Letter from Constance Lytton to Annie Kenney, 22 September 1909
Constance Lytton was a prominent suffragette, women's rights activist, and campaigner for prison reform. She was imprisoned on a number of occasions, but felt she was not given the same treatment as other suffragette inmates due to her aristocratic background. To test her theory, she gave a fake name - Jane Warton - after being taken to Walton Gaol, Liverpool. As Jane Warton, she adopted the hunger strike and was force-fed - an experience which disturbed her health for the rest of her life. She documented the experience in her 1914 memoir Prisons and Prisoners.
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[Transcript by Zoe Kelly]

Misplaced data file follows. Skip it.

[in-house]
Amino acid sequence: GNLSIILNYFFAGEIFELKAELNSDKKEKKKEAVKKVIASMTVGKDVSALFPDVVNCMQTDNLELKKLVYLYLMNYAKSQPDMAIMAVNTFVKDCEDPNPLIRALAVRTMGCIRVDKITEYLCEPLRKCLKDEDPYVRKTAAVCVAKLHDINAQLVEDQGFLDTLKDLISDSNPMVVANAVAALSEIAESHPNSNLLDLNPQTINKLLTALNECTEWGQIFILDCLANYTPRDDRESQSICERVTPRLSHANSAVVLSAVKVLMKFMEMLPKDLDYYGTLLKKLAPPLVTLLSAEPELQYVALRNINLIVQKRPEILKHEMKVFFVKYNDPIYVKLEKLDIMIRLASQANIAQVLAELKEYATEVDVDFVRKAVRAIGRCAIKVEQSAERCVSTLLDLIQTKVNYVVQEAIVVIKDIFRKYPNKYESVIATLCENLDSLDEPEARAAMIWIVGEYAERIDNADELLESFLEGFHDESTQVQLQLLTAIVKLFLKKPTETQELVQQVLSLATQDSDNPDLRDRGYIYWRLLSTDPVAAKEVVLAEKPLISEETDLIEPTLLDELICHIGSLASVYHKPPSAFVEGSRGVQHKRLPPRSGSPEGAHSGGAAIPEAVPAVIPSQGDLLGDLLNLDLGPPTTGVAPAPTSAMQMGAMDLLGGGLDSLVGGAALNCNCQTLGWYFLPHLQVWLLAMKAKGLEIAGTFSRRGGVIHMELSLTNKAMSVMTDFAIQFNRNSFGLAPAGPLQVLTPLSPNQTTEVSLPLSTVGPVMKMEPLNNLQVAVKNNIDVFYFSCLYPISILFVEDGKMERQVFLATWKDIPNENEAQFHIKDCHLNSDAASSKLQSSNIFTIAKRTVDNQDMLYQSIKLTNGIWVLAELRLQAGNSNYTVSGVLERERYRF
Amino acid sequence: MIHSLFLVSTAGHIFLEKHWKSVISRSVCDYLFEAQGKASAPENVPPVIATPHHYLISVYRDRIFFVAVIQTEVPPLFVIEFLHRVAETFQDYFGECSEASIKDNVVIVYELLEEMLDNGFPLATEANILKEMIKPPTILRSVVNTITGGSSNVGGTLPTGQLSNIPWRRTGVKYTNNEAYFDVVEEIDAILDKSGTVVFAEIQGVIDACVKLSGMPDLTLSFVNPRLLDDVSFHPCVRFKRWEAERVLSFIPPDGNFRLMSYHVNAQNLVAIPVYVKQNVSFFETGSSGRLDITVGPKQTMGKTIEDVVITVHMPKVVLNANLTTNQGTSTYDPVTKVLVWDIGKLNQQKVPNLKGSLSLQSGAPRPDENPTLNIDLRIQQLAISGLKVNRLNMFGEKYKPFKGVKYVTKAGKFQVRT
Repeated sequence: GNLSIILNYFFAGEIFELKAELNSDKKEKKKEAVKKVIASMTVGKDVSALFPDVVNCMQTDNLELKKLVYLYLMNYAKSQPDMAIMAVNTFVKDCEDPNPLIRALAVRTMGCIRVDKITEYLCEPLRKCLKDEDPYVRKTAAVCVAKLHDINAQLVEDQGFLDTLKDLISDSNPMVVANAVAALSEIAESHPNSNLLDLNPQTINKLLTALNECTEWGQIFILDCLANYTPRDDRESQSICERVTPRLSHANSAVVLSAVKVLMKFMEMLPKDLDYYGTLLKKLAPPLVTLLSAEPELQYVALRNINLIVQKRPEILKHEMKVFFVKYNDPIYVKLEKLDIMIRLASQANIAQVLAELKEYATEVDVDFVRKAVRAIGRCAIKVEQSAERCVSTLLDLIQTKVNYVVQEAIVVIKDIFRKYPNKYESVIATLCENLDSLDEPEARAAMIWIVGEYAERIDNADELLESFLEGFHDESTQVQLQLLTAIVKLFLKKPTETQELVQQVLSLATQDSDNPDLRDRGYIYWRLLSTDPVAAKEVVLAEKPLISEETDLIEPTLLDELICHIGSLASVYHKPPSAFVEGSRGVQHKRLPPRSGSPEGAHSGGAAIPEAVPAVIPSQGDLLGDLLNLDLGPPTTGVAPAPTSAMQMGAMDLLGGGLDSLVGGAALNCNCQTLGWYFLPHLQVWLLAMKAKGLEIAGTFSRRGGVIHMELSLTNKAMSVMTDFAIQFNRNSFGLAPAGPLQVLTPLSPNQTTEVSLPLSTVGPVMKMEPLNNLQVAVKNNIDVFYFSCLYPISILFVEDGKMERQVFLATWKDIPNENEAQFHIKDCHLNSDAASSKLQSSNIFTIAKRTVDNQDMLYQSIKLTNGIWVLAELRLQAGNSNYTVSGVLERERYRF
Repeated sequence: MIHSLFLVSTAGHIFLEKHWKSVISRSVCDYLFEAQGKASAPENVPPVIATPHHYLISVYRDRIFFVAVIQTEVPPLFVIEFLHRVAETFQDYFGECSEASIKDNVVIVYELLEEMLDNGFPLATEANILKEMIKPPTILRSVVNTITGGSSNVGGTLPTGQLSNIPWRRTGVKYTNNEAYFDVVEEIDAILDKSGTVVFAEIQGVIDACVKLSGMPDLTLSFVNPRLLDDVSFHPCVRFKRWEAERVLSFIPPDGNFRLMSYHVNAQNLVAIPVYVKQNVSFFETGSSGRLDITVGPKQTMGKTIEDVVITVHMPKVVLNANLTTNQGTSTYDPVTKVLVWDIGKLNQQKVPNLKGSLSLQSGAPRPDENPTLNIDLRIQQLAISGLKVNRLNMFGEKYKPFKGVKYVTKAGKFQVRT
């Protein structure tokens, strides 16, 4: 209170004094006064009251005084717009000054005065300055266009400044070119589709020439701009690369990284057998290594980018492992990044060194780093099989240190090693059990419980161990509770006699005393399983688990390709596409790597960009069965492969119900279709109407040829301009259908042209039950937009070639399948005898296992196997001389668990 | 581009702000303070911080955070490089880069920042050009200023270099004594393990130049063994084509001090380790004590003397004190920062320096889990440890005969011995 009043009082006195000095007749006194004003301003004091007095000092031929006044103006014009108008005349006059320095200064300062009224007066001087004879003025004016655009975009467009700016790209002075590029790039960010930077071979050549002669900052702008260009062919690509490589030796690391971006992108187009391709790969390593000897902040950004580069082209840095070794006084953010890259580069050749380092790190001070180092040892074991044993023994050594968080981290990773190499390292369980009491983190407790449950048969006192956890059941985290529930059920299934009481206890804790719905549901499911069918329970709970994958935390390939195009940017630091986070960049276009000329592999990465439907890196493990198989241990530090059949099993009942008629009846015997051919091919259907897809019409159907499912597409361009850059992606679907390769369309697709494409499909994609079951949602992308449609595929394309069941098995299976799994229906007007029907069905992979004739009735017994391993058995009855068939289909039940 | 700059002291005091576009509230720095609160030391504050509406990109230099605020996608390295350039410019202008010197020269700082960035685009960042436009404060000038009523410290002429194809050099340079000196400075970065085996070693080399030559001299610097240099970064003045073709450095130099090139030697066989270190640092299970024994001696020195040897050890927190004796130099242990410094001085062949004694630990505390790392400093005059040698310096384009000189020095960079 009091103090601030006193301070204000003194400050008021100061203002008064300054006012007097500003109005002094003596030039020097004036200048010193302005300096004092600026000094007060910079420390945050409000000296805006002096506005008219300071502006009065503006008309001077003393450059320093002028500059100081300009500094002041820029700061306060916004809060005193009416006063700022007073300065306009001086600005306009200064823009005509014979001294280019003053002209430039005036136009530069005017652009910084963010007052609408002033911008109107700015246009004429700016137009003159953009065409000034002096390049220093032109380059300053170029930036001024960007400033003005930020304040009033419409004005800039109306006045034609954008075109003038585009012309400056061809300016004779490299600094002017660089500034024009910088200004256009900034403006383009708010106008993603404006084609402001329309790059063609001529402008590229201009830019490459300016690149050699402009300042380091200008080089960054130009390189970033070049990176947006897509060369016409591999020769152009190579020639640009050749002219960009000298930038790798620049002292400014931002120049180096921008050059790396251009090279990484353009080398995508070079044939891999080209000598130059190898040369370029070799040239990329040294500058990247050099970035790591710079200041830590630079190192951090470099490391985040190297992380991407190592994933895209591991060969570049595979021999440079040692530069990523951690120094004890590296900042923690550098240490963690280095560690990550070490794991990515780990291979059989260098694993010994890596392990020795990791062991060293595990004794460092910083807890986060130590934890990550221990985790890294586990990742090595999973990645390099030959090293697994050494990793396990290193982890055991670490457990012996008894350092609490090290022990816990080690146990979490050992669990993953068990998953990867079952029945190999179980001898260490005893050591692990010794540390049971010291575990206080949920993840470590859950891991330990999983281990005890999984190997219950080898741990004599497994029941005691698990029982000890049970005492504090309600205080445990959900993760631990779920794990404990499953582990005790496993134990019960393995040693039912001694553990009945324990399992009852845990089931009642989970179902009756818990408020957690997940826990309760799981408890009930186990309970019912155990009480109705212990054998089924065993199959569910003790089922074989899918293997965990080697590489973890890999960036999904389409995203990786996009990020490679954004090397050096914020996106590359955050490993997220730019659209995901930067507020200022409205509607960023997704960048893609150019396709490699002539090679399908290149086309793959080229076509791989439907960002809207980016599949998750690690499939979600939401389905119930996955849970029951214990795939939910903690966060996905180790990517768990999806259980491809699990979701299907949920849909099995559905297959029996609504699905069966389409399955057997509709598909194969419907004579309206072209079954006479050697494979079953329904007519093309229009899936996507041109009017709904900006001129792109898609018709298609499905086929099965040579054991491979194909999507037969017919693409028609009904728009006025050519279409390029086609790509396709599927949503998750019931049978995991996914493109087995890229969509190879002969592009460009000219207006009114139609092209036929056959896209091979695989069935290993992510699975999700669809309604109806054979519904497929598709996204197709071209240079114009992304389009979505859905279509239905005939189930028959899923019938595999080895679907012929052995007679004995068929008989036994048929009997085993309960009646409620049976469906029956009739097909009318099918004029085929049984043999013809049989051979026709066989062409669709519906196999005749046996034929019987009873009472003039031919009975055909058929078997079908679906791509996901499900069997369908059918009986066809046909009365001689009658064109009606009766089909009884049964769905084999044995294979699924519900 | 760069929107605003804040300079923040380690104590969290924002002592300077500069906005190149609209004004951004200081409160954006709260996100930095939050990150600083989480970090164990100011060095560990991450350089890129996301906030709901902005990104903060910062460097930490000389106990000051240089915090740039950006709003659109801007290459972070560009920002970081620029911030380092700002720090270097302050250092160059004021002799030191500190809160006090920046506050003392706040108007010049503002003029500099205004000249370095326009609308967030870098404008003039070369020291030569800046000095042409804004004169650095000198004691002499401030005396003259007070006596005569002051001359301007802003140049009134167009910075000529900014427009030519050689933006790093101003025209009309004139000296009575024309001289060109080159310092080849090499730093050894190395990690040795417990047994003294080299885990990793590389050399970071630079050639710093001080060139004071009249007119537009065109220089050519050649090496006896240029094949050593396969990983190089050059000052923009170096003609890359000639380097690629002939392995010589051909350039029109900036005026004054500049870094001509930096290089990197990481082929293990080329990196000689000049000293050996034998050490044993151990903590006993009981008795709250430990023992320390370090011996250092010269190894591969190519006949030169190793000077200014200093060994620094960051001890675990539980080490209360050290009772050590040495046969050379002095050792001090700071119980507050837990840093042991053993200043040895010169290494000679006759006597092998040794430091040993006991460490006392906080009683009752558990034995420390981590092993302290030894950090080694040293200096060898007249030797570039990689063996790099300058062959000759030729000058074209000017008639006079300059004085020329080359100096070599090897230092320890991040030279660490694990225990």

RAIL.KNEBWORTH.G.N.R TELEGRAMS. KNEBWORTH.
After Scotland, I had planned to speak for you-if you should want me- before any [stress]. Headquarters, however, have again decided differently & I have been booked for Birmingham, Liverpool & other districts during October & November.
At present I am quite free in December& January. I am noting down for you [Jan] : 2,3,&4 and a
week on from [start] of these dates.
I see Christabel Pankhurst tomorrow about my plans, & will show her your letter.
I improved a little in my speaking with practice in Scotland tho’ [though] on occasions I was very bad. I hope to be better and more reliable before I come to you.
Good luck to you & your
district- they are getting on well in Scotland. People there are more politically-minded than here and seem to grasp both our claim our fight for it more readily [than] do the new audiences in England.
Your loving friend